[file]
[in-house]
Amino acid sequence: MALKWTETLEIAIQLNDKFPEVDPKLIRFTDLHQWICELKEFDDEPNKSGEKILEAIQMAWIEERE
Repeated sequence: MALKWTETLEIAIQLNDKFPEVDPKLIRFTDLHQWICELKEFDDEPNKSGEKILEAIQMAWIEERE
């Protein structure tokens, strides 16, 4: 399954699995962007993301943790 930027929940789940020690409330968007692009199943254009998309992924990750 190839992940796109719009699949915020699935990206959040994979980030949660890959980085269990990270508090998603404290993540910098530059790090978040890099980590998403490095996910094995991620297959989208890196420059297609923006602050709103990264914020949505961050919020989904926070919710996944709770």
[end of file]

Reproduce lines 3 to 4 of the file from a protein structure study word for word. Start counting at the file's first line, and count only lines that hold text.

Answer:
Repeated sequence: MALKWTETLEIAIQLNDKFPEVDPKLIRFTDLHQWICELKEFDDEPNKSGEKILEAIQMAWIEERE
């Protein structure tokens, strides 16, 4: 399954699995962007993301943790 930027929940789940020690409330968007692009199943254009998309992924990750 190839992940796109719009699949915020699935990206959040994979980030949660890959980085269990990270508090998603404290993540910098530059790090978040890099980590998403490095996910094995991620297959989208890196420059297609923006602050709103990264914020949505961050919020989904926070919710996944709770």